For the past two years, Becky Perez, RN, CCM, CPUR, CPUM, an independent hospital case manager, and Roger Kathol, MD, adjunct professor of internal medicine and psychiatry at the University of Minnesota, have studied the benefits of an integrated case management program. According to their study, 5% of patients are complex and use half or more of a facility’s healthcare resources. More than two-thirds of this small group has concurrent physical and mental health/substance use disorders, yet a lack of communication about clinical assessments and treatment can result in an upsurge of issues. “Interaction is limited … this disintegrated care leads to poor clinical outcomes, high total healthcare costs, and reduced productivity,” says Kathol.

According to the study, an integrated case management solution can save a typical hospital an average of 115 days and $2.9 million over a two-year period. “When a patient falls through the cracks, you look at prolonged length of stay, inappropriate discharge planning, and readmissions,” says Kathol.

Perez and Kathol created a relationship-based evaluation tool that assesses the complexity of each patient. (For a copy of the tool, contact Editor Bryan Cote.) “By identifying four domains, we hope to identify barriers to improvement. How a patient is scored will lead to action by the case manager, medication decisions, and a care plan will develop from documentation in this grid,” says Kathol.

Integrated training allows case managers to proactively help hospitalized patients by increasing their ability to:

Flag and interview high-risk patients for complexity during admission evaluations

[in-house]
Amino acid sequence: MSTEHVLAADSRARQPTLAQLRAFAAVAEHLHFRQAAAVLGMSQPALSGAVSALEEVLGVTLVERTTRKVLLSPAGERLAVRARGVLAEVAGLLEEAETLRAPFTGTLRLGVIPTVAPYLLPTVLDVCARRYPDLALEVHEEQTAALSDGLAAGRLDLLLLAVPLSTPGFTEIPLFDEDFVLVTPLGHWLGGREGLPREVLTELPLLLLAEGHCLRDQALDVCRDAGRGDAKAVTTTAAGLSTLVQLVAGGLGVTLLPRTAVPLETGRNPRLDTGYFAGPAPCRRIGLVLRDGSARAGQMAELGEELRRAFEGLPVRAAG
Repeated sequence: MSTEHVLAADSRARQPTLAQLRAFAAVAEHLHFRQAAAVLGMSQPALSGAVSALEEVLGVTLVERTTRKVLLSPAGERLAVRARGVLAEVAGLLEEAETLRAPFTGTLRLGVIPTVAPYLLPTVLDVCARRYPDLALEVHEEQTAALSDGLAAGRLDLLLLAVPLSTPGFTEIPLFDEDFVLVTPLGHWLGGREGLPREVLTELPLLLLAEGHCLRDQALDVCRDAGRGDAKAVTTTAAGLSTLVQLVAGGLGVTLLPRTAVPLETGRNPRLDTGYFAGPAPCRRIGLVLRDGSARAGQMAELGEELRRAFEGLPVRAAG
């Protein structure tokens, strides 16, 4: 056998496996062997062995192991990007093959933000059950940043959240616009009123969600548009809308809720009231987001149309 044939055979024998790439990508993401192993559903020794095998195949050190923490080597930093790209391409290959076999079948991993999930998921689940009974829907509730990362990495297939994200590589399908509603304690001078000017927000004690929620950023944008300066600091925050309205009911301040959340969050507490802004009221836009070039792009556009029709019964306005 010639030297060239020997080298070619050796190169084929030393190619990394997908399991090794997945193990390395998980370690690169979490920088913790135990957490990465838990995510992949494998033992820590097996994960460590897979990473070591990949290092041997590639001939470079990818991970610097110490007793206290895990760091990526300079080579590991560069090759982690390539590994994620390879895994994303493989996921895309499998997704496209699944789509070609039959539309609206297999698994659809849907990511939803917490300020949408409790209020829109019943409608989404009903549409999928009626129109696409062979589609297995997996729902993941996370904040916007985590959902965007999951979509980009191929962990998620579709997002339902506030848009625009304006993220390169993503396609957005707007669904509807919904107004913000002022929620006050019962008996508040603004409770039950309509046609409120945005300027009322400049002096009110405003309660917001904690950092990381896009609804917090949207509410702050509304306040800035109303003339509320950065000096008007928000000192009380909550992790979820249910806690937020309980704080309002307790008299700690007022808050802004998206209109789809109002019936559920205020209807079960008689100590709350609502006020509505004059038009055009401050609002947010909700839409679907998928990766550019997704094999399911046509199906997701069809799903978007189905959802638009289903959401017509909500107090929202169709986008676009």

Link multi-domain (e.g., biological, psychological, social, insurance, and health system) barriers to improvement with specific management activities

Reduce the occurrence of adverse hospital events and shorten LOS

Prepare complicated patients for discharge

Improve access to complexity-based post-discharge community services


Managed markets need to figure out how their products and programs can help hospitals reduce readmissions and meet their growing need for integrated case management, says Leach. “With mentally ill and, especially, chronic mentally ill patients, you need to start their plan of care with an understanding of their issues,” she says. “Follow-up is important: Do they have issues with staying on their meds? Do they have issues at home? When you let one issue fall through the cracks, you see it multiply as a problem.”

Integrated health management requires a willingness to look at the whole patient—not just the physical illness, says Perez. Hospital case managers can obtain a baseline for the integrated care management plan and, by assessing the patient’s additional needs, make referrals to the appropriate providers, refine the patient’s medication plan, and inform existing providers of what is needed to better manage the patient’s illnesses and behaviors.

The business of LTC

LTC affects product selection, site-of-care decisions

Various LTC-setting billing policies can affect what patients take for medications as they move into other care settings, such as rehab, home health, hospitals, or when they move back into the community.

The business of running a nursing home is complicated, but it is so crucial to patients. Payment policies affect how nursing homes interact with your payer customers (like an Aetna), as well as community physicians and hospitals.

These issues are shared in conversation with Lynn Veith, RN, administrator of care coordination at McLean Nursing Home, an independent continuum of LTC in Connecticut.


In a nursing home, a patient’s care is based on a consolidated billing structure that pays the home a “per diem” for the first 100 days of his or her stay, and it’s all-inclusive. This fact affects how a home views clinical decisions, particularly for independent facilities that are more likely to take a financial hit from a high-cost regimen versus a chain (e.g., Manor Care) that may be able handle one facility that is in the black.


The per diem is set based on checkpoints at the 5th, 14th, 30th, 60th, and 90th day of a resident’s stay. A different rate is set at each checkpoint based on a complicated system: facilities enter data based on certain resource utilization groups (RUG) and these RUGs, tracked into the MDS, ultimately determine the rate per resident for the period. Each county is paid differently, and payment may vary based on utilization during the specific period, so McLean could be paid like the following: